official

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English[edit]

English Wikipedia has an article on:
Wikipedia

Etymology[edit]

From Middle English official, from Old French official, from Latin officiālis, from Latin officium (duty, service).

Pronunciation[edit]

  • IPA(key): /əˈfɪʃəl/
  • (file)
  • Rhymes: -ɪʃəl

Adjective[edit]

official (comparative more official, superlative most official)

  1. Of or pertaining to an office or public trust.
    official duties
  2. Derived from the proper office or officer, or from the proper authority; made or communicated by virtue of authority
    an official statement or report
  3. Approved by authority; authorized.
    The Official Strategy Guide
    1. (Of a statement) Dubious but recognized by authorities as truth and/or canon.
      Despite these testimonies, "accidental asphyxiation" remains his official cause of death.
  4. (pharmaceutical) Sanctioned by the pharmacopoeia; appointed to be used in medicine; officinal.
    an official drug or preparation
  5. Discharging an office or function.
  6. Relating to an office; especially, to a subordinate executive officer or attendant.
  7. Relating to an ecclesiastical judge appointed by a bishop, chapter, archdeacon, etc., with charge of the spiritual jurisdiction.
  8. (slang) True, real, beyond doubt.
    Well, it's official: you lost your mind!
  9. (pharmacology) Listen in a national pharmacopeia.

Antonyms[edit]

Derived terms[edit]

Related terms[edit]

Translations[edit]

Noun[edit]

official (plural officials)

  1. An office holder, a person holding an official position in government, sports, or other organization.
    • 1941, George Orwell, The Lion and the Unicorn, Pt. III:
      ...officials with their prehensile bottoms...
    • 2014 March 15, “Turn it off”, in The Economist, volume 410, number 8878:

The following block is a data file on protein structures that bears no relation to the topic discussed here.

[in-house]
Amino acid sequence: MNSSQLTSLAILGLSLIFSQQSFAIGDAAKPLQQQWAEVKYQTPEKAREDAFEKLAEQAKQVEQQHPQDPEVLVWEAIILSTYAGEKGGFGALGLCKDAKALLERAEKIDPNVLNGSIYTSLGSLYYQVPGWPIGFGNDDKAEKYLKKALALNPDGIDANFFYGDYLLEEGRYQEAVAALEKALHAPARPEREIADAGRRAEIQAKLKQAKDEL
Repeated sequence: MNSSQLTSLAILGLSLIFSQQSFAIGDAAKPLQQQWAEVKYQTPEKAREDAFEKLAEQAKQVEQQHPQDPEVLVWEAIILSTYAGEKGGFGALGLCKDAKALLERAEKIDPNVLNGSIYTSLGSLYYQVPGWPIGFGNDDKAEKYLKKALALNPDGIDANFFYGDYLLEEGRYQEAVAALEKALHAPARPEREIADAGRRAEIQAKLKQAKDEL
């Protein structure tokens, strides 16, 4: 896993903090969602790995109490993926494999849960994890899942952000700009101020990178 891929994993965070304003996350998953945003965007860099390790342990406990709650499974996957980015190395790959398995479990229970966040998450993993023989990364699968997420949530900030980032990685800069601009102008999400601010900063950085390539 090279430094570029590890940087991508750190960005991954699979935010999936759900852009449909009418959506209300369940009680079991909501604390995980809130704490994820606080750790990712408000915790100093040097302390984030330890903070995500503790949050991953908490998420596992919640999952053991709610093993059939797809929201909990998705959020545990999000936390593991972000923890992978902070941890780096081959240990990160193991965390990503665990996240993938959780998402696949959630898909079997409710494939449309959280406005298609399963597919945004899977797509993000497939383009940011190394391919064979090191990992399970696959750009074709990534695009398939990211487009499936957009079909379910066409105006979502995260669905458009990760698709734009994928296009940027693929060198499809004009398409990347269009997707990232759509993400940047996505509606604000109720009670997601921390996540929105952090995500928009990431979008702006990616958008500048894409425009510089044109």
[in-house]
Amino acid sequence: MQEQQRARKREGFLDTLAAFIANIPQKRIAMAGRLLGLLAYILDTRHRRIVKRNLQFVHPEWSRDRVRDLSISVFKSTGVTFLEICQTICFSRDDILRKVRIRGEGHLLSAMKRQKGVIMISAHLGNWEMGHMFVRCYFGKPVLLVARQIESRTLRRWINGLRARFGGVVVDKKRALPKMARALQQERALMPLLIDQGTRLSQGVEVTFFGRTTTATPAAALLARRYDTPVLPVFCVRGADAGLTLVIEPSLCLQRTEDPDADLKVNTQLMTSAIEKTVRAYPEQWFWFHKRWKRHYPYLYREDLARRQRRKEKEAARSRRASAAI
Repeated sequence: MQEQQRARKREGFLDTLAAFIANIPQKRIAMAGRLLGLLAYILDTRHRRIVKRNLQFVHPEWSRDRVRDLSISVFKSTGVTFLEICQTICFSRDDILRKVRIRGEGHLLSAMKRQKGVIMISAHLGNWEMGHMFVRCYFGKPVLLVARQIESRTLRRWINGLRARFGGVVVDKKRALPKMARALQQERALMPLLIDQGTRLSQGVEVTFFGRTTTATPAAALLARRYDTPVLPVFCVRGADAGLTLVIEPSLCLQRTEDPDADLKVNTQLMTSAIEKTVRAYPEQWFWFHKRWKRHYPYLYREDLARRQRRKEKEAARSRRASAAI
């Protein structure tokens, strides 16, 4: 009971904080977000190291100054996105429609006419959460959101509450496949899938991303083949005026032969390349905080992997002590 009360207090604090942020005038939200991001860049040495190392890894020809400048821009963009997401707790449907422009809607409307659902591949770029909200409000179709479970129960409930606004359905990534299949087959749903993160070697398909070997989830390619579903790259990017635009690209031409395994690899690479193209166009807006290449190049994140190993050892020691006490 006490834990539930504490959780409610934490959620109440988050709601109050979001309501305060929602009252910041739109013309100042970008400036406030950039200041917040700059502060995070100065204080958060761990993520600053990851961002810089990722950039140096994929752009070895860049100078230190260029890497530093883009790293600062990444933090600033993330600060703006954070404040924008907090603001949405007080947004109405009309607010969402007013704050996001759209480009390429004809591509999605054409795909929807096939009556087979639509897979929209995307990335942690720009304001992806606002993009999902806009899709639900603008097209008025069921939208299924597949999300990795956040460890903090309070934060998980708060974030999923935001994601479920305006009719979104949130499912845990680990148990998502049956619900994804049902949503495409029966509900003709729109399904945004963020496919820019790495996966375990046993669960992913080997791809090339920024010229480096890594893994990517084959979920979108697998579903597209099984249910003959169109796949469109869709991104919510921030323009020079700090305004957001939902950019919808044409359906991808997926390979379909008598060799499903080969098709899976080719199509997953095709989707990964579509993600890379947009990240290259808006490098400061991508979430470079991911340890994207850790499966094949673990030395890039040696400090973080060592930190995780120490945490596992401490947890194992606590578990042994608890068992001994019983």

If the takeover is approved, Comcast would control 20 of the top 25 cable markets […] Antitrust officials will need to consider Comcast’s status as a monopsony (a buyer with disproportionate power), when it comes to negotiations with programmers, whose channels it pays to carry.
    Officials in the Firefly administration assure the Sylvanians they don't want war either.
    In most soccer games, there are three officials: the referee and two linesmen.
    The company's officials became nabobs as it took on more and more power after Plassey.

Synonyms[edit]

Derived terms[edit]

Translations[edit]

The translations below need to be checked and inserted above into the appropriate translation tables, removing any numbers. Numbers do not necessarily match those in definitions. See instructions at Wiktionary:Entry layout § Translations.

Further reading[edit]


Middle English[edit]

Alternative forms[edit]

Etymology[edit]

From Old French official, from Latin officiālis; equivalent to office +‎ -al.

Pronunciation[edit]

  • IPA(key): /ɔfisiˈaːl/, /ɔˈfisial/

Noun[edit]

official (plural officials)

  1. An underling of a member of the clergy, often heading a clerical court.
  2. A hireling or subordinate; one employed to serve, especially at an estate.

Descendants[edit]

  • English: official
  • Scots: offeecial

References[edit]

Adjective[edit]

official (plural and weak singular officiale)

  1. (of body parts) Functional; serving a purpose.
  2. (rare) Requisite or mandatory for a task.

Descendants[edit]

References[edit]


Old French[edit]

Alternative forms[edit]

Noun[edit]

official m (oblique plural officiaus or officiax or officials, nominative singular officiaus or officiax or officials, nominative plural official)

  1. court official
  2. chamber pot

Adjective[edit]

official m (oblique and nominative feminine singular officiale)

  1. official; certified or permitted by an authoritative source
    • 1377, Bernard de Gordon, Fleur de lis de medecine (a.k.a. lilium medicine), page 182 of this essay:
      tumeur c’est maladie officiale
      (please add an English translation of this quote)

Descendants[edit]


Portuguese[edit]

Adjective[edit]

official (plural officiaes, comparable)

  1. Obsolete spelling of oficial

Noun[edit]

official m, f (plural officiaes)

  1. Obsolete spelling of oficial